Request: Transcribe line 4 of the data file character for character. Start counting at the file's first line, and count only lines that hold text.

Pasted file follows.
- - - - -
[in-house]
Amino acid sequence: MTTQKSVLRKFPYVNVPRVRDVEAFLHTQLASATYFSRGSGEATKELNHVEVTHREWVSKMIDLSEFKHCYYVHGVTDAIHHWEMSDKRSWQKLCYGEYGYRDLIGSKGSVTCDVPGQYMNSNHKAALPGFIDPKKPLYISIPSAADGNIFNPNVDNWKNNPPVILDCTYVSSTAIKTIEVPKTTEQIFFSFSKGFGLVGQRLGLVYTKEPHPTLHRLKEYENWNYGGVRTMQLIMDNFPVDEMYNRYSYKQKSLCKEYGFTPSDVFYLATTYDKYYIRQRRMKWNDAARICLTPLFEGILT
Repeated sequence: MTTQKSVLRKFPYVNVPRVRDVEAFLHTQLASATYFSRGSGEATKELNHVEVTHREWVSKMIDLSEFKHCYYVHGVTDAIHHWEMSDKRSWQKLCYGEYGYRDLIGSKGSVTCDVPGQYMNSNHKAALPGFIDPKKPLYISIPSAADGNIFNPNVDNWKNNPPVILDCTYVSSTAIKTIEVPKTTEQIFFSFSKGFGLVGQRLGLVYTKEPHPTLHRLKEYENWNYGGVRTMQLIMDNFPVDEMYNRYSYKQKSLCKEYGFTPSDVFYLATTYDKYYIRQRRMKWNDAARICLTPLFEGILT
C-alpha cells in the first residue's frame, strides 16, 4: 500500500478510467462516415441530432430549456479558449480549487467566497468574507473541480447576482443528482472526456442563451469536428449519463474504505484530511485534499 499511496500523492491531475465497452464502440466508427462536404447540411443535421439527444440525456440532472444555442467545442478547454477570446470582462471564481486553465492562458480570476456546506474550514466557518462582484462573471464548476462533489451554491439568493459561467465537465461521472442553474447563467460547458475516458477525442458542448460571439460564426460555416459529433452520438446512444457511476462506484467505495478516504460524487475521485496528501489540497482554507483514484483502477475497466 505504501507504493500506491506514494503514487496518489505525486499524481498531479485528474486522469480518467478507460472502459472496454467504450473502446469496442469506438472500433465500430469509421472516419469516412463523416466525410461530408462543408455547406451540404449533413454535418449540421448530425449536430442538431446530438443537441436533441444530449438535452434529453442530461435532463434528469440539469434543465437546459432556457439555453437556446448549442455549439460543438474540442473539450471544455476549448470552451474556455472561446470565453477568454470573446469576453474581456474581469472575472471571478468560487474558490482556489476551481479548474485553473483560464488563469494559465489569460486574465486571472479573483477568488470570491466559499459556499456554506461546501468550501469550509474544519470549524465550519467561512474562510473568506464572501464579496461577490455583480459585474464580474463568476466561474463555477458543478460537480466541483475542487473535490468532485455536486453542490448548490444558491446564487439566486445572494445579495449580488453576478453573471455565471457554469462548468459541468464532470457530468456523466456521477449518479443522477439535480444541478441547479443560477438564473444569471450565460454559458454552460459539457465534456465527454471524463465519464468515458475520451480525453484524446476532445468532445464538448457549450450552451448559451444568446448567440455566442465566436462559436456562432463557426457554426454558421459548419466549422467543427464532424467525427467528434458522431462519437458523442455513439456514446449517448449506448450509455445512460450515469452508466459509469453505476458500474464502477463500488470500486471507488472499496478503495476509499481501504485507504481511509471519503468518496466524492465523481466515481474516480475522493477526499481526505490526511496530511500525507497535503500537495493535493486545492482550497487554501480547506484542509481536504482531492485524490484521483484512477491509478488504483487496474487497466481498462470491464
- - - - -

C-alpha cells in the first residue's frame, strides 16, 4: 500500500478510467462516415441530432430549456479558449480549487467566497468574507473541480447576482443528482472526456442563451469536428449519463474504505484530511485534499 499511496500523492491531475465497452464502440466508427462536404447540411443535421439527444440525456440532472444555442467545442478547454477570446470582462471564481486553465492562458480570476456546506474550514466557518462582484462573471464548476462533489451554491439568493459561467465537465461521472442553474447563467460547458475516458477525442458542448460571439460564426460555416459529433452520438446512444457511476462506484467505495478516504460524487475521485496528501489540497482554507483514484483502477475497466 505504501507504493500506491506514494503514487496518489505525486499524481498531479485528474486522469480518467478507460472502459472496454467504450473502446469496442469506438472500433465500430469509421472516419469516412463523416466525410461530408462543408455547406451540404449533413454535418449540421448530425449536430442538431446530438443537441436533441444530449438535452434529453442530461435532463434528469440539469434543465437546459432556457439555453437556446448549442455549439460543438474540442473539450471544455476549448470552451474556455472561446470565453477568454470573446469576453474581456474581469472575472471571478468560487474558490482556489476551481479548474485553473483560464488563469494559465489569460486574465486571472479573483477568488470570491466559499459556499456554506461546501468550501469550509474544519470549524465550519467561512474562510473568506464572501464579496461577490455583480459585474464580474463568476466561474463555477458543478460537480466541483475542487473535490468532485455536486453542490448548490444558491446564487439566486445572494445579495449580488453576478453573471455565471457554469462548468459541468464532470457530468456523466456521477449518479443522477439535480444541478441547479443560477438564473444569471450565460454559458454552460459539457465534456465527454471524463465519464468515458475520451480525453484524446476532445468532445464538448457549450450552451448559451444568446448567440455566442465566436462559436456562432463557426457554426454558421459548419466549422467543427464532424467525427467528434458522431462519437458523442455513439456514446449517448449506448450509455445512460450515469452508466459509469453505476458500474464502477463500488470500486471507488472499496478503495476509499481501504485507504481511509471519503468518496466524492465523481466515481474516480475522493477526499481526505490526511496530511500525507497535503500537495493535493486545492482550497487554501480547506484542509481536504482531492485524490484521483484512477491509478488504483487496474487497466481498462470491464